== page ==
I used to say that any good hardware needs at least some decent software.
In today’s Windows OS environment, there are way too many applications that continously work for nothing.
Practically, if the more stuff you install, the more ‘spam processing’ you will get. Most of the apps now-days have their own auto-update which is run as a service or via registry/start-up.
IT professionals are aware that in addition to the permanent presence in a system, those updates can have undesired effects like making other apps not working, making the system crash or even infect a system with viruses, even if the update comes from a very large corporation. It happened before and it will happen again.
Therefore, the less things that do what they want whenever they want you have, the better chances of a stabile operating system.
I will not go into details about solutions to all of this spam. This is another topic. Instead I will talk today about an application that is good for a lot of things and it’s worth having it around.
I do discard and disable myself anything that tries to auto-update in favor of installing what and when I consider it necessary, but there is one app that I just let it there 100% alive. It’s called Raptr and it comes from the software division of AMD.
The app is a centralization tool that has a lot of practical advantages. Its initial purpose seems to be gaming related, but it goes way beyond that.
One of the things it does pretty good is the video card drivers update. It allows you to instantly update your video drivers as soon as released and for the more ‘experimental’ types, it allows also auto-update to beta drivers.
Users can also choose to skip updates. It does not choke down your throat ever version, like most update systems do. So you have a choice, which is very important.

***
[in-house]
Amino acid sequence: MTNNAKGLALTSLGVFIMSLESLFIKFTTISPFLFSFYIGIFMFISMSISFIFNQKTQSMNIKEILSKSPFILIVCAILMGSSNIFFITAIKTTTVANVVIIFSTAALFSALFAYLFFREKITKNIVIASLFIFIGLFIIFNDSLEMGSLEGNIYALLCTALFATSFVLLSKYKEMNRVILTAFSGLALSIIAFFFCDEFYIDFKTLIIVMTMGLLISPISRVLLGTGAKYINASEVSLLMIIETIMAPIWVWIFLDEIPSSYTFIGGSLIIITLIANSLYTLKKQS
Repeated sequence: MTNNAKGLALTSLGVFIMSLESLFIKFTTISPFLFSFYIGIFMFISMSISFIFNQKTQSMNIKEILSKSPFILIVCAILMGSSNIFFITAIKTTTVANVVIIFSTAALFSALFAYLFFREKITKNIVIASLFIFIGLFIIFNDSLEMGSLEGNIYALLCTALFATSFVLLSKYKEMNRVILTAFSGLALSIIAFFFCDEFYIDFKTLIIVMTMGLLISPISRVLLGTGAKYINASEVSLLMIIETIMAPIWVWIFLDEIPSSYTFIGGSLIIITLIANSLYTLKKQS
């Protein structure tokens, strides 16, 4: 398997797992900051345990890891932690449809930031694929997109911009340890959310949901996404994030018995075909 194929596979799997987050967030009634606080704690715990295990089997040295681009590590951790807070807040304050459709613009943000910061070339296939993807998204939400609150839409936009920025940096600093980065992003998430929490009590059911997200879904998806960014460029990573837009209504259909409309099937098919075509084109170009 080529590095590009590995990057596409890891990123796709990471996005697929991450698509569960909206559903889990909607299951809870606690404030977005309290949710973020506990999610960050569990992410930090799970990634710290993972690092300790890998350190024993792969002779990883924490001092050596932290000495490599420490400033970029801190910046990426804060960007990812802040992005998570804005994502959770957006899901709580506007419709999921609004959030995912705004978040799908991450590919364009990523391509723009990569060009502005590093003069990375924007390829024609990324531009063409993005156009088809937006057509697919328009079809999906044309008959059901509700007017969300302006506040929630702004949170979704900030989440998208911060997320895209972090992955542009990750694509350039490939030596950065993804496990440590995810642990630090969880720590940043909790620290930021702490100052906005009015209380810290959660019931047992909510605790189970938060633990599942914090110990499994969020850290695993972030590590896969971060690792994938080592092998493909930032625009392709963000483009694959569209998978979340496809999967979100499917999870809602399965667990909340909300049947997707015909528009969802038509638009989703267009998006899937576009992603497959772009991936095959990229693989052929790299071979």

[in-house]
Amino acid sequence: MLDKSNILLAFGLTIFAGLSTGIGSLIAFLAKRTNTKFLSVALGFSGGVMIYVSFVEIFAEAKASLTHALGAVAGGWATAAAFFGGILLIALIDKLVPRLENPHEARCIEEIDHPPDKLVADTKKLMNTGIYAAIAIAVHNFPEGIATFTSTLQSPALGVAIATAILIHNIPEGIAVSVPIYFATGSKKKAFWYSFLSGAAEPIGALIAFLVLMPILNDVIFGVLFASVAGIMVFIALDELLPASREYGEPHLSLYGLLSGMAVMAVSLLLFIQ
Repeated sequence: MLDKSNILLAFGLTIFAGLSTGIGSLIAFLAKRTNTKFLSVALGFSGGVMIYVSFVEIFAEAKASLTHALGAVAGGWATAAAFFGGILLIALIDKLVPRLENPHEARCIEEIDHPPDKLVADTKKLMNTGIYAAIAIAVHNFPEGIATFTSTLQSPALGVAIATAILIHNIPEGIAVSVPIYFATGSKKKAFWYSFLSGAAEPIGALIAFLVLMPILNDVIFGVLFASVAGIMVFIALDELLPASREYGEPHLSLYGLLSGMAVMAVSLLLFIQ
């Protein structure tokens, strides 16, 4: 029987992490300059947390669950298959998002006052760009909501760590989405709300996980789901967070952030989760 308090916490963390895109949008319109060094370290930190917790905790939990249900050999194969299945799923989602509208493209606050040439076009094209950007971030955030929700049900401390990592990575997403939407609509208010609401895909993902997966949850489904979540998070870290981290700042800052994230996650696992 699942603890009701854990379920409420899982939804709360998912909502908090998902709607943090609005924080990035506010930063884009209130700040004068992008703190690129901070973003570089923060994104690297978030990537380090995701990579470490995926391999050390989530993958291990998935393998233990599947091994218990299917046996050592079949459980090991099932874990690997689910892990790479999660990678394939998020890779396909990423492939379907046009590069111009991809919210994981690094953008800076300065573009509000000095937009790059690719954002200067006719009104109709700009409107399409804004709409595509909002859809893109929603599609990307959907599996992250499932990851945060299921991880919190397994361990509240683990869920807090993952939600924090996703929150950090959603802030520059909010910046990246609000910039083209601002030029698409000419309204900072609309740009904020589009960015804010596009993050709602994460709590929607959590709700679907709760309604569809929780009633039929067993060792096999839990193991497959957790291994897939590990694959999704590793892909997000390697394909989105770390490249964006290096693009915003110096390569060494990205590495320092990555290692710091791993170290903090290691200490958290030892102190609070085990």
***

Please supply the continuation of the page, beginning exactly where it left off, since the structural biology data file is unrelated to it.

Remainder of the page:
Raptr contains a games library. It can detect most PC games and when it does, for some of them it offers recommended GFx game settings designed to work as best as possible on your current hardware.
This is not just a theory, it actually works exceptionally well. For example, on my old but very powerful Radeon 5870, the latest Call of Duty game is working flawlessly at maxed-out settings while BF 4 was shuttering and was unplayable even with low settings tested, which did not suppose to happen.
Well, using the recommended settings from Raptr, guess what, it works fine with most settings high. in fact, there was only one setting that was causing the problems, and Raptr helped identify it.
Those recommended settings are actually suggested by the players community, which is very good, as the community has time for more practical testing than all dev teams in the world combined.
If by any chance auto-detection does not see your games, you can manually add them to the library and everything will still work.
As a good gaming tool, it’s usable while playing something. By a key combo, you can summon Raptr and so many things, from taking a screen-shot to live-streaming your game-play.
And this live streaming actually works way better than expected and better then video-recording tools like FRAPS, that does have big performance issues, specially on systems that have no high performance hard drive setups (RAID 0, SSDs or a combo of these).
Another thing that Raptr can do is centralize various stuff starting with steam and ending with a lot of messenger-like clients like Yahoo, MSN, etc. By assimilating client information about them, you can have all messenger systems in one and even more, games used by clients like steam are automatically added to your library.
I’m not sure it works for every client made by every big company since those are so many currently, but then again it may, if not now, in time.
Anyway, it’s way better to have one interface with every contact from every client, instead of a dozen of messenger and/or other clients running.
Some more things worth mentioning are the free-2-play tab, that can suggest you some cost-less games and the community link-up, where you can get in contact and have a lot of good debates. You can also watch steamed media and recordings from others.
A final thing that surprises nicely is the reward system. For using Raptr you get reward point that you can later use to win various prizes starting with insignificant things and ending with top of the line video cards.
Therefore, overall, I will rate this application with 9.5/10. There are some little bugs to be removed and improvements to be made, but nothing is perfect. In Windows world, everything is broken. It’s just a matter of how much.
There may be more things to be said, but enough for today. Explore it and you will probably discover a lot of good stuff yourself.